“The way I see it, if you want the rainbow, you gotta put up with the rain.” — Dolly Parton.
One recent morning, I woke up shaking. More like vibrating, actually. The sensation reminded me of the 25-cent “Magic Finger” bed that I tried once in a motel. Except that the bed wasn’t moving and my husband couldn’t see me shake.
A subsequent chat with my neurologist confirmed it: “internal tremor”, not unheard of among Parkinson’s patients. Another day, another symptom.
It’s an adventure, checking each day to see what I can no longer do, or no longer do properly, anyway. I wake up wondering what quirky trick my body will be playing on me. Something glaring? Something subtle?
The first symptom, a few years ago, was being unable to put on slippers. Right foot: into place with no problem. Left foot: well, it was as though someone pushed the pause button. My foot just hovered over the slipper, frozen.
A few weeks later, I noticed that my left arm stop swinging when I walked. My left elbow was always bent. And of it’s own accord, my left hand was forever making a fist, Bob Dole-style. It seemed that my body, particularly the left side, had a mind of it’s own.
Over the course of the next year I saw several specialists, ultimately ending up with a diagnosis of Parkinson’s Disease.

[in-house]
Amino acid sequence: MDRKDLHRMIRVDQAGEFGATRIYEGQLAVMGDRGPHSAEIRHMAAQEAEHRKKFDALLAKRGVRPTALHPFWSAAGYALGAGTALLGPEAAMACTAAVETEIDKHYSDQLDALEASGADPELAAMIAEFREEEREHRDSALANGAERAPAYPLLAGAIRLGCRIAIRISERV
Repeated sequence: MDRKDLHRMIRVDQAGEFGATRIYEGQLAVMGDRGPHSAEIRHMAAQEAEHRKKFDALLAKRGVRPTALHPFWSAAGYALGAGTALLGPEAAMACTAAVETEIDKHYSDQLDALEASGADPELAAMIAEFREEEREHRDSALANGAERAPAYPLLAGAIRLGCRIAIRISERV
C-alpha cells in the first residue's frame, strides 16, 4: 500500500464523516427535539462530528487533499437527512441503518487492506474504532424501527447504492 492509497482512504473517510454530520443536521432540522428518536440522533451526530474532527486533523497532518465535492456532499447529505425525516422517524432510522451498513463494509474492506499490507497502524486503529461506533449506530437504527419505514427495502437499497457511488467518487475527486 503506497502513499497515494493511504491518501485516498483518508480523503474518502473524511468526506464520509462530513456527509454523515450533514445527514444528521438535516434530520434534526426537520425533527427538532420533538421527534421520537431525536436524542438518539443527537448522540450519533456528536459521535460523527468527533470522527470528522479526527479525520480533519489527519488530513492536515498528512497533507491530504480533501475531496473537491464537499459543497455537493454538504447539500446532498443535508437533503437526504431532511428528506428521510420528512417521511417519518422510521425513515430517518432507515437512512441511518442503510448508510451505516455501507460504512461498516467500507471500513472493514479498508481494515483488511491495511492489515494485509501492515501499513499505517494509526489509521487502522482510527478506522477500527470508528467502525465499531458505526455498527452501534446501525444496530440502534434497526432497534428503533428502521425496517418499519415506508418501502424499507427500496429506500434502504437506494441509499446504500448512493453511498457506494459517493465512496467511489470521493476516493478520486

I wanted to know exactly what to expect, but found out that Parkinson's patients are like snowflakes, each one is unique. Not all of us have the familiar tell-tale “pill roll” tremor. I don’t shake; not visibly, anyway.
For me, Parkinson’s is exceedingly frustrating. I was an elementary school librarian for years. I love to organize, love to make order out of chaos, love everything in its place, love predictability. So, never knowing what to expect each morning is annoying, to say the least.
Relief from medication is not at all consistent. Same meds, same dosage, taken at the same time every day, equals: different results each time. It’s a roller coaster.
So, how do I cope with each new twist and turn? Well, being slightly deluded helps. I was shocked when my husband suggested I get a handicap placard to hang in my car. I certainly wouldn’t qualify I protested! The speed with which my neurologist agreed to sign my application, when I broached the subject, was a real eye-opener.
Being slightly forgetful helps too. Once, I wondered: who is that vaguely familiar woman I see reflected in the plate-glass window at the mall, tilting forward and shuffling when she walks? And why is she wearing the exact same outfit as I am?
And sometimes I just have to laugh at the irony of carrying a card, kindly provided by the National Parkinson Foundation, which states: “I am not intoxicated.” This is what I get for being a teetotaler my entire life?
I attend a local, monthly, Parkinson’s support group. Friendly people with handy hints on getting over the hurdles we face. But, mostly I just muddle through on my own, continually startled by new developments, and then adjusting to them.
My goal is to keep moving. To keep going for walks, keep doing anything but sitting motionless, anything but stagnating - literally and figuratively.
It’s a little bit daunting to face the future, face the unknown. However, I’m not shaking in my boots. Of course, even if I were, no one would see it. They never do.